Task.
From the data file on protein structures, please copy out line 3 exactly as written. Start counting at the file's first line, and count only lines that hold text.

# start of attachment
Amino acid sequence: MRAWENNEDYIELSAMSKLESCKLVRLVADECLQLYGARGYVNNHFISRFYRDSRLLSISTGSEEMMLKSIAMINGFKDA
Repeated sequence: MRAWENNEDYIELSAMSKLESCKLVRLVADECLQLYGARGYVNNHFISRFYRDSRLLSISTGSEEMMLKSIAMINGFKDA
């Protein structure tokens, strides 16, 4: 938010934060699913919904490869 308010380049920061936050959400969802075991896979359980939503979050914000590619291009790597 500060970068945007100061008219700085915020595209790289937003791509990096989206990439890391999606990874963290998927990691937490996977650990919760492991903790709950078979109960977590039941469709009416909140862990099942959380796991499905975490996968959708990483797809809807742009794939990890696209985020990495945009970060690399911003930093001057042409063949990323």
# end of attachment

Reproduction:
């Protein structure tokens, strides 16, 4: 938010934060699913919904490869 308010380049920061936050959400969802075991896979359980939503979050914000590619291009790597 500060970068945007100061008219700085915020595209790289937003791509990096989206990439890391999606990874963290998927990691937490996977650990919760492991903790709950078979109960977590039941469709009416909140862990099942959380796991499905975490996968959708990483797809809807742009794939990890696209985020990495945009970060690399911003930093001057042409063949990323």